Originally published at The 9513 in March 2011. Gaskin’s only release to date is the digital Bradley Gaskin EP featuring this and three other songs. He was dropped by his label in 2012.
Sensing radio’s inborn prejudice against gray hair, Travis Tritt hires some kid from Alabama to be the face of his new music in a homegrown Milli Vanilli-style stunt. The details of this arrangement aren’t revealed until several months (or years!) later, by which time Tritt’s voice has become so firmly re-seated atop the country charts as to not be easily bumped by any piddling image concerns.
Farfetched, maybe, but you’ll half believe it hearing the debut single from Columbia Nashville’s Bradley Gaskin, whose small frame and clean-cut appearance belie a big, soulful country voice. The problem—if there is one—is that Gaskin’s voice might be too similar to Tritt’s, leaving him open to charges of imitation. As it happens, he’s even recording for the singer’s own former label.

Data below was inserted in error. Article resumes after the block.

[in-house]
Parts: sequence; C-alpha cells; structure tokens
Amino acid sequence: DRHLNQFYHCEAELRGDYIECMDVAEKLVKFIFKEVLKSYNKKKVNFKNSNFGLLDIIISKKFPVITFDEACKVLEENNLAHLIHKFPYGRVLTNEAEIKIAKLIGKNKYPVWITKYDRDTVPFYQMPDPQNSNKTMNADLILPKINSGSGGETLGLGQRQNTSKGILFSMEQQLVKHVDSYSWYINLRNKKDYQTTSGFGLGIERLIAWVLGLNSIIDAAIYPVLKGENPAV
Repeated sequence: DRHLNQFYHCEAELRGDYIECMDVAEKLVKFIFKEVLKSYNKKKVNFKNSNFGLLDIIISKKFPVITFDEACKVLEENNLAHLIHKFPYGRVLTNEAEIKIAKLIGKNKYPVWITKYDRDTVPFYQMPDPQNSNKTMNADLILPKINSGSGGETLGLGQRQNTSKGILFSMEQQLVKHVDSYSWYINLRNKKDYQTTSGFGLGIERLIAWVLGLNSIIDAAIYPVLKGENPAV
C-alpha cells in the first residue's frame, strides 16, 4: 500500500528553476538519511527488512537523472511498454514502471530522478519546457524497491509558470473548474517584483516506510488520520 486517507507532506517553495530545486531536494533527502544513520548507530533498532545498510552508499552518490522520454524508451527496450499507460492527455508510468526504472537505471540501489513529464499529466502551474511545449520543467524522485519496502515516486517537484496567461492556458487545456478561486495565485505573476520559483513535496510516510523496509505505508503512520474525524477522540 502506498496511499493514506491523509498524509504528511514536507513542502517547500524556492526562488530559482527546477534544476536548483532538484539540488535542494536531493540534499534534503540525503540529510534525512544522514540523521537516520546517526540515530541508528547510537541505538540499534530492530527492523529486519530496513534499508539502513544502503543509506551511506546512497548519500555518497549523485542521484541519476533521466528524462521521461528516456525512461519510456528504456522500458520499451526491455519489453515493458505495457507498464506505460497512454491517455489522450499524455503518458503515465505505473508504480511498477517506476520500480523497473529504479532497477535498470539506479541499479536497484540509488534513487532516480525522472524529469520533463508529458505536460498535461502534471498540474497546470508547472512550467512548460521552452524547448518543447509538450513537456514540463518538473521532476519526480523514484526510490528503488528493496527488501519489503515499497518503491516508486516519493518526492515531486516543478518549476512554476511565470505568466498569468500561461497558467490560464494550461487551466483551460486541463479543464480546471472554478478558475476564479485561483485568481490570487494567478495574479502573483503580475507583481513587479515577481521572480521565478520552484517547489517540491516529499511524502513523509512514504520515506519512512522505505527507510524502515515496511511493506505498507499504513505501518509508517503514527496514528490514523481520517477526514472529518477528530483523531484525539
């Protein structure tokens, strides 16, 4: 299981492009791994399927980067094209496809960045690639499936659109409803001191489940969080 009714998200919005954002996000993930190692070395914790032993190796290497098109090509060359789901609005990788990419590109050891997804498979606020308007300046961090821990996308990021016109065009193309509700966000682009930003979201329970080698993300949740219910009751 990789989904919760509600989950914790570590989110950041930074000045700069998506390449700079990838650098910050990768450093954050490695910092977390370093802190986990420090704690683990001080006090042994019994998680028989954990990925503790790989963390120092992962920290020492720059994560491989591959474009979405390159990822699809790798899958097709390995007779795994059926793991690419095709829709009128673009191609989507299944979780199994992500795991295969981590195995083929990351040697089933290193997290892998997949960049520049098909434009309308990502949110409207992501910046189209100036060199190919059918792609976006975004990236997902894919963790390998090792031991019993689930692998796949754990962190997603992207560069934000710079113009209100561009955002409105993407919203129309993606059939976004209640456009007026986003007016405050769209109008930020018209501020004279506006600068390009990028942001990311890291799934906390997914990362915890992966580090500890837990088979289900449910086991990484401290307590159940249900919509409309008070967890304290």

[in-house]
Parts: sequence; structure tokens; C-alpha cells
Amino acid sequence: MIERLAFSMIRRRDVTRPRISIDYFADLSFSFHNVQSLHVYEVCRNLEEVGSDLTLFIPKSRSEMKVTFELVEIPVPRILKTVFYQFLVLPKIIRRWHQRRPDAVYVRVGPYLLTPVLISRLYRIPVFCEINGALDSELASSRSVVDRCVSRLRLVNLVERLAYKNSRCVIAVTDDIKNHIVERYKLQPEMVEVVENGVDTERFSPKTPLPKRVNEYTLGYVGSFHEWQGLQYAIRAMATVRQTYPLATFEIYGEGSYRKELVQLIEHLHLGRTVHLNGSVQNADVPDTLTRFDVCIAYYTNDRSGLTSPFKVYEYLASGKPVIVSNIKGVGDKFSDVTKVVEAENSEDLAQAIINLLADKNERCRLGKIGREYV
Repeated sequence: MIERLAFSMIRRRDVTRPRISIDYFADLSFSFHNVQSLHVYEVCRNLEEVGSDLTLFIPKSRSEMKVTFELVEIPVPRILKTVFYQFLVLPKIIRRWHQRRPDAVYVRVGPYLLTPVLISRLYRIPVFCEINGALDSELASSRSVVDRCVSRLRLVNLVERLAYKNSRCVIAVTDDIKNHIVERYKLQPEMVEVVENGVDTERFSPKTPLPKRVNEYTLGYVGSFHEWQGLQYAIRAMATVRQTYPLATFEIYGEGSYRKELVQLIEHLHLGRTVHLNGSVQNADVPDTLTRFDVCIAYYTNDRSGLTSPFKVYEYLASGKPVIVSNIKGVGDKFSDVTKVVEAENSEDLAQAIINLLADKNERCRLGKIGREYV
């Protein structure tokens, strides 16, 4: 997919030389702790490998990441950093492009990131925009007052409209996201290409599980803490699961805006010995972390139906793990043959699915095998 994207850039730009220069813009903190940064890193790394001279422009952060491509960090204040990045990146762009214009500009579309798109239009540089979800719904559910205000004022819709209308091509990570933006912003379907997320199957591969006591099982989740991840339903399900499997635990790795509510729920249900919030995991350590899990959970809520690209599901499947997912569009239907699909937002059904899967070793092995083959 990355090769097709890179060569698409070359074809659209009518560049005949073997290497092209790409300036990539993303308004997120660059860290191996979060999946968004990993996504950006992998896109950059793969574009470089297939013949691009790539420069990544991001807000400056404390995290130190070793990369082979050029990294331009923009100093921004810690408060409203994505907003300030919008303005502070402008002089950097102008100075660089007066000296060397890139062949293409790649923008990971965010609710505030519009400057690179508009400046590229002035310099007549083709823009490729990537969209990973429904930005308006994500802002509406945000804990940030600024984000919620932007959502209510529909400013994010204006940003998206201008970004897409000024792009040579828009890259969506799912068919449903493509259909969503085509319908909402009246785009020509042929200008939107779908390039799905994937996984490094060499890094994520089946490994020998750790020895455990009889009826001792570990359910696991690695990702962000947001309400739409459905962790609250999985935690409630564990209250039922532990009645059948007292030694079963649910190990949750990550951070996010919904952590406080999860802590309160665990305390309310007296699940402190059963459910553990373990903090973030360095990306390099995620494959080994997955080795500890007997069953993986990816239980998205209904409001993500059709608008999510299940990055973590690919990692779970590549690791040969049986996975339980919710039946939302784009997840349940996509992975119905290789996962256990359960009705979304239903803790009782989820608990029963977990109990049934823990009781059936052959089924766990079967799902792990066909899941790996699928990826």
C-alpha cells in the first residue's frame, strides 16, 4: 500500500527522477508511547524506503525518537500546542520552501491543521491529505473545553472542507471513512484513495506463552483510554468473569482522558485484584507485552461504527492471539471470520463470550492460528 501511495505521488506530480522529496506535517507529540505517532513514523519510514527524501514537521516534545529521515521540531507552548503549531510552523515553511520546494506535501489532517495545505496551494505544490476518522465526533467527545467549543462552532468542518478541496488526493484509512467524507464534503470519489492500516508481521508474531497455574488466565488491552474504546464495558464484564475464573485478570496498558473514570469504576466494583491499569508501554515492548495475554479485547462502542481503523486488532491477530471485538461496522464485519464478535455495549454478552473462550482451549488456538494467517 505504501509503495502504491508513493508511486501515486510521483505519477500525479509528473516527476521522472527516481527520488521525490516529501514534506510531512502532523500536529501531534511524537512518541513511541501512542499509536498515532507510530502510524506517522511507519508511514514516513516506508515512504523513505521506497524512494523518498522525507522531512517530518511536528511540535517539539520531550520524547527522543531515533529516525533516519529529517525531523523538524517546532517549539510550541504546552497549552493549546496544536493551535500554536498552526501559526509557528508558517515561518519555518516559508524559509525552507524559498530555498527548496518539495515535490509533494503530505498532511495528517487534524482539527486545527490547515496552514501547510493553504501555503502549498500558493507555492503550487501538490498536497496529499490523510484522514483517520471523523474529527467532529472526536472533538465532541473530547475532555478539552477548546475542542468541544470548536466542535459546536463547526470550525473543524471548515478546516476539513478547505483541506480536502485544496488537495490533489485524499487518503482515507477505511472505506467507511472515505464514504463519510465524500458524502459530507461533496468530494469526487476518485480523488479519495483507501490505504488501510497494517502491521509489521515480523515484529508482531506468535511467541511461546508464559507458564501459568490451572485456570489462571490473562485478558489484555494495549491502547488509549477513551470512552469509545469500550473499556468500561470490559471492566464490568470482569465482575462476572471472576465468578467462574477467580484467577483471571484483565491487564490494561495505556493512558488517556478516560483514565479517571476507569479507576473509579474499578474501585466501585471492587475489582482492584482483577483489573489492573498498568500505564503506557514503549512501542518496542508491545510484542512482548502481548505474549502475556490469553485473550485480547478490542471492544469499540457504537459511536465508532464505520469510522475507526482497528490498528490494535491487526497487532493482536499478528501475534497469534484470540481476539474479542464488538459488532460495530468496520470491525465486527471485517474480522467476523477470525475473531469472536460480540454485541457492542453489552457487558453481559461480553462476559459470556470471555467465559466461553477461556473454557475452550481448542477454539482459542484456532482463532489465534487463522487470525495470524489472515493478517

The comparison is ultimately a flattering one. Travis Tritt is one hell of a singer, so even a convincing imitation would be no small feat. If more people could sing like this, they would. And if this is just naturally what Bradley Gaskin sounds like, all the better.
“Mr. Bartender” is a straightforward barroom lament that would have been at home on country radio in the ’90s, but sounds downright insurgent all these years later. Digging in his boot heels and wailing against a pure honky tonk arrangement, Gaskin pleads for liquid relief: “I’m counting on something to ease this pain I’ve got/Mister Bartender, take me out with one shot.” Two different kinds of shot, see? That’s about the height of the song’s cleverness, but good enough lyrics are elevated by a better vocal and bold stylistic moves all around, making this feel almost like a throwing down of the gauntlet: Will country stations play anything this dadgum country?
Surprisingly, early signs point to it being possible. Originally set to be released in May, the single was fast-tracked after Gaskin’s performance of it at the annual Country Radio Seminar in Nashville set programmers buzzing. Now we’ll see if they have the fortitude to make it a hit.
(Afraid not. The song peaked at #32.)